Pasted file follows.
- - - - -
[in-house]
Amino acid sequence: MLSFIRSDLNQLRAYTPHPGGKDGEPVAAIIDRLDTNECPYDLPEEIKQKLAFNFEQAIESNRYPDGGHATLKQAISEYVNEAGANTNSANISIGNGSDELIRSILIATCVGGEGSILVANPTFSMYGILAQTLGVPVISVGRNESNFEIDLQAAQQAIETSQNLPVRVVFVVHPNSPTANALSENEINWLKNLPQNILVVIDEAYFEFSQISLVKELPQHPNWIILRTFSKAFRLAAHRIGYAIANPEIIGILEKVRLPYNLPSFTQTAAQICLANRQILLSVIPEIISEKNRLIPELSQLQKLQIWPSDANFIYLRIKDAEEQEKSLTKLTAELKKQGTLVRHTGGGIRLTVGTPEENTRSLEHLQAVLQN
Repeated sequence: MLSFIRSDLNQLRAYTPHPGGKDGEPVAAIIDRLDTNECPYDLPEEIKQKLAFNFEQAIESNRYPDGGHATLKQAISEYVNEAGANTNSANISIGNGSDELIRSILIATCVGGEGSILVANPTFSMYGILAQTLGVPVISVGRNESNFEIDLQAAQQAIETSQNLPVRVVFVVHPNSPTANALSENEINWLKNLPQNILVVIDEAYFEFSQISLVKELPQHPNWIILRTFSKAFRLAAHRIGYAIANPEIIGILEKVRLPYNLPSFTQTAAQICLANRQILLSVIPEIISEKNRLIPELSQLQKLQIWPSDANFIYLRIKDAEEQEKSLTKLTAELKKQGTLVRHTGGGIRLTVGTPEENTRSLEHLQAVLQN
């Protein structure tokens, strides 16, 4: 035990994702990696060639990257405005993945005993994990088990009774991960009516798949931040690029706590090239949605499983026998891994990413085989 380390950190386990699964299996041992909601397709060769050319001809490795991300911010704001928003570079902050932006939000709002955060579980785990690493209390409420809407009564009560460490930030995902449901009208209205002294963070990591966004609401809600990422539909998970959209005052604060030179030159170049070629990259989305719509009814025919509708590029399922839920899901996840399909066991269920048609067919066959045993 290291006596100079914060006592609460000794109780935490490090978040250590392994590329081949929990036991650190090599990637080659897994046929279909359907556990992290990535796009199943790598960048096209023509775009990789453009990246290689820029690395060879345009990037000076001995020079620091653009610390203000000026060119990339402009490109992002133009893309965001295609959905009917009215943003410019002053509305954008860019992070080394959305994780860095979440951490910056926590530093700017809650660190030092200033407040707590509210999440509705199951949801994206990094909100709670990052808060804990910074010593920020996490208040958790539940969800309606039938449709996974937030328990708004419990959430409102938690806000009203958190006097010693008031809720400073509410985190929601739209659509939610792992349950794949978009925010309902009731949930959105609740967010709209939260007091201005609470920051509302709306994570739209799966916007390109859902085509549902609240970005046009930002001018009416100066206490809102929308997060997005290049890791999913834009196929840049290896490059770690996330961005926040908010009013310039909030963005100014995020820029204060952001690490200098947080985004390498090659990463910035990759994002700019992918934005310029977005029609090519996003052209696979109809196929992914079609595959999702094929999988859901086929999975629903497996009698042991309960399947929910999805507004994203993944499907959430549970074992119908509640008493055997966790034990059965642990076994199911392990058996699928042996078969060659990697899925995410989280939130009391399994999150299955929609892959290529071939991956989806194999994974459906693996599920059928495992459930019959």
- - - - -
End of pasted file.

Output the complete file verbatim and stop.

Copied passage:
[in-house]
Amino acid sequence: MLSFIRSDLNQLRAYTPHPGGKDGEPVAAIIDRLDTNECPYDLPEEIKQKLAFNFEQAIESNRYPDGGHATLKQAISEYVNEAGANTNSANISIGNGSDELIRSILIATCVGGEGSILVANPTFSMYGILAQTLGVPVISVGRNESNFEIDLQAAQQAIETSQNLPVRVVFVVHPNSPTANALSENEINWLKNLPQNILVVIDEAYFEFSQISLVKELPQHPNWIILRTFSKAFRLAAHRIGYAIANPEIIGILEKVRLPYNLPSFTQTAAQICLANRQILLSVIPEIISEKNRLIPELSQLQKLQIWPSDANFIYLRIKDAEEQEKSLTKLTAELKKQGTLVRHTGGGIRLTVGTPEENTRSLEHLQAVLQN
Repeated sequence: MLSFIRSDLNQLRAYTPHPGGKDGEPVAAIIDRLDTNECPYDLPEEIKQKLAFNFEQAIESNRYPDGGHATLKQAISEYVNEAGANTNSANISIGNGSDELIRSILIATCVGGEGSILVANPTFSMYGILAQTLGVPVISVGRNESNFEIDLQAAQQAIETSQNLPVRVVFVVHPNSPTANALSENEINWLKNLPQNILVVIDEAYFEFSQISLVKELPQHPNWIILRTFSKAFRLAAHRIGYAIANPEIIGILEKVRLPYNLPSFTQTAAQICLANRQILLSVIPEIISEKNRLIPELSQLQKLQIWPSDANFIYLRIKDAEEQEKSLTKLTAELKKQGTLVRHTGGGIRLTVGTPEENTRSLEHLQAVLQN
């Protein structure tokens, strides 16, 4: 035990994702990696060639990257405005993945005993994990088990009774991960009516798949931040690029706590090239949605499983026998891994990413085989 380390950190386990699964299996041992909601397709060769050319001809490795991300911010704001928003570079902050932006939000709002955060579980785990690493209390409420809407009564009560460490930030995902449901009208209205002294963070990591966004609401809600990422539909998970959209005052604060030179030159170049070629990259989305719509009814025919509708590029399922839920899901996840399909066991269920048609067919066959045993 290291006596100079914060006592609460000794109780935490490090978040250590392994590329081949929990036991650190090599990637080659897994046929279909359907556990992290990535796009199943790598960048096209023509775009990789453009990246290689820029690395060879345009990037000076001995020079620091653009610390203000000026060119990339402009490109992002133009893309965001295609959905009917009215943003410019002053509305954008860019992070080394959305994780860095979440951490910056926590530093700017809650660190030092200033407040707590509210999440509705199951949801994206990094909100709670990052808060804990910074010593920020996490208040958790539940969800309606039938449709996974937030328990708004419990959430409102938690806000009203958190006097010693008031809720400073509410985190929601739209659509939610792992349950794949978009925010309902009731949930959105609740967010709209939260007091201005609470920051509302709306994570739209799966916007390109859902085509549902609240970005046009930002001018009416100066206490809102929308997060997005290049890791999913834009196929840049290896490059770690996330961005926040908010009013310039909030963005100014995020820029204060952001690490200098947080985004390498090659990463910035990759994002700019992918934005310029977005029609090519996003052209696979109809196929992914079609595959999702094929999988859901086929999975629903497996009698042991309960399947929910999805507004994203993944499907959430549970074992119908509640008493055997966790034990059965642990076994199911392990058996699928042996078969060659990697899925995410989280939130009391399994999150299955929609892959290529071939991956989806194999994974459906693996599920059928495992459930019959």